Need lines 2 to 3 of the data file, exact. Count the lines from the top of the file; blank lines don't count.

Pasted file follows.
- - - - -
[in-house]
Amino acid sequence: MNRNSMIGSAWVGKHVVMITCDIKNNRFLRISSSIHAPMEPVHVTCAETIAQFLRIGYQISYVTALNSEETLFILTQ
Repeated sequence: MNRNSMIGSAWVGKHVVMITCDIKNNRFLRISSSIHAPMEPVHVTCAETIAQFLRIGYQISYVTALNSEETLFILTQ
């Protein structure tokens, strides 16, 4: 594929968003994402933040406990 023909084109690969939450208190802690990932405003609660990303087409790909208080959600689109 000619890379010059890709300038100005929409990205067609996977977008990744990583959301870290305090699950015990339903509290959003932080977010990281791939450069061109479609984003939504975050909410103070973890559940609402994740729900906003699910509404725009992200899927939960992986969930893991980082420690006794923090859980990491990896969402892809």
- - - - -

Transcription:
Amino acid sequence: MNRNSMIGSAWVGKHVVMITCDIKNNRFLRISSSIHAPMEPVHVTCAETIAQFLRIGYQISYVTALNSEETLFILTQ
Repeated sequence: MNRNSMIGSAWVGKHVVMITCDIKNNRFLRISSSIHAPMEPVHVTCAETIAQFLRIGYQISYVTALNSEETLFILTQ